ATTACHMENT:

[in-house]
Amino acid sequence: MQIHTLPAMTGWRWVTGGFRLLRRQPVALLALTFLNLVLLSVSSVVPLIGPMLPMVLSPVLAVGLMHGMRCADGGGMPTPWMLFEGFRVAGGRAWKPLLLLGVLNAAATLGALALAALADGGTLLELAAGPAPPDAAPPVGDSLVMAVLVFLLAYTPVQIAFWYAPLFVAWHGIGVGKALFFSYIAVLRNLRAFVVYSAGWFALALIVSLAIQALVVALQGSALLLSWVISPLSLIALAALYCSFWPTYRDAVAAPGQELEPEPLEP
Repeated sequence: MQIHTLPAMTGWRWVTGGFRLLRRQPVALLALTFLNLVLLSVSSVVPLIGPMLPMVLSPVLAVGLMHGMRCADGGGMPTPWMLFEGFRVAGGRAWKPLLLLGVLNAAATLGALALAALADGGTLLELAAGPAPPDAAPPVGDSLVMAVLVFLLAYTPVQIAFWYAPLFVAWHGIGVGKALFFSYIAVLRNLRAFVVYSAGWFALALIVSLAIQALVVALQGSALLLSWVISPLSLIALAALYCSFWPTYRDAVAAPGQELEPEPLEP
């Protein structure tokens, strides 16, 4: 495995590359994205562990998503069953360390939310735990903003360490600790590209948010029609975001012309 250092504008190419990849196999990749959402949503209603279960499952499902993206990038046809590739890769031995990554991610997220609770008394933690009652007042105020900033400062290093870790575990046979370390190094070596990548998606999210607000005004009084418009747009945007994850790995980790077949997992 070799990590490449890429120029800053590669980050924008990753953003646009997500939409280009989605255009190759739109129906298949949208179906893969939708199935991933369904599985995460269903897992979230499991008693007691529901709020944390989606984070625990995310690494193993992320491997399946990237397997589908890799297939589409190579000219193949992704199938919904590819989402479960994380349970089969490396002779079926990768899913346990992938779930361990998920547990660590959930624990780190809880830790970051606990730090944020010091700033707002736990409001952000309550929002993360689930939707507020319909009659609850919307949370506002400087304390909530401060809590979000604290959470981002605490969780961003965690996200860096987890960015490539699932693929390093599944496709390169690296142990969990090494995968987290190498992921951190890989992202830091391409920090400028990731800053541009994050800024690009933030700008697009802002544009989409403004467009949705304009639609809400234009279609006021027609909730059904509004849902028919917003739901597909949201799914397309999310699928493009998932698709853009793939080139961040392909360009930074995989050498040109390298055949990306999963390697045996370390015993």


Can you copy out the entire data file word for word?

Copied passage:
[in-house]
Amino acid sequence: MQIHTLPAMTGWRWVTGGFRLLRRQPVALLALTFLNLVLLSVSSVVPLIGPMLPMVLSPVLAVGLMHGMRCADGGGMPTPWMLFEGFRVAGGRAWKPLLLLGVLNAAATLGALALAALADGGTLLELAAGPAPPDAAPPVGDSLVMAVLVFLLAYTPVQIAFWYAPLFVAWHGIGVGKALFFSYIAVLRNLRAFVVYSAGWFALALIVSLAIQALVVALQGSALLLSWVISPLSLIALAALYCSFWPTYRDAVAAPGQELEPEPLEP
Repeated sequence: MQIHTLPAMTGWRWVTGGFRLLRRQPVALLALTFLNLVLLSVSSVVPLIGPMLPMVLSPVLAVGLMHGMRCADGGGMPTPWMLFEGFRVAGGRAWKPLLLLGVLNAAATLGALALAALADGGTLLELAAGPAPPDAAPPVGDSLVMAVLVFLLAYTPVQIAFWYAPLFVAWHGIGVGKALFFSYIAVLRNLRAFVVYSAGWFALALIVSLAIQALVVALQGSALLLSWVISPLSLIALAALYCSFWPTYRDAVAAPGQELEPEPLEP
């Protein structure tokens, strides 16, 4: 495995590359994205562990998503069953360390939310735990903003360490600790590209948010029609975001012309 250092504008190419990849196999990749959402949503209603279960499952499902993206990038046809590739890769031995990554991610997220609770008394933690009652007042105020900033400062290093870790575990046979370390190094070596990548998606999210607000005004009084418009747009945007994850790995980790077949997992 070799990590490449890429120029800053590669980050924008990753953003646009997500939409280009989605255009190759739109129906298949949208179906893969939708199935991933369904599985995460269903897992979230499991008693007691529901709020944390989606984070625990995310690494193993992320491997399946990237397997589908890799297939589409190579000219193949992704199938919904590819989402479960994380349970089969490396002779079926990768899913346990992938779930361990998920547990660590959930624990780190809880830790970051606990730090944020010091700033707002736990409001952000309550929002993360689930939707507020319909009659609850919307949370506002400087304390909530401060809590979000604290959470981002605490969780961003965690996200860096987890960015490539699932693929390093599944496709390169690296142990969990090494995968987290190498992921951190890989992202830091391409920090400028990731800053541009994050800024690009933030700008697009802002544009989409403004467009949705304009639609809400234009279609006021027609909730059904509004849902028919917003739901597909949201799914397309999310699928493009998932698709853009793939080139961040392909360009930074995989050498040109390298055949990306999963390697045996370390015993």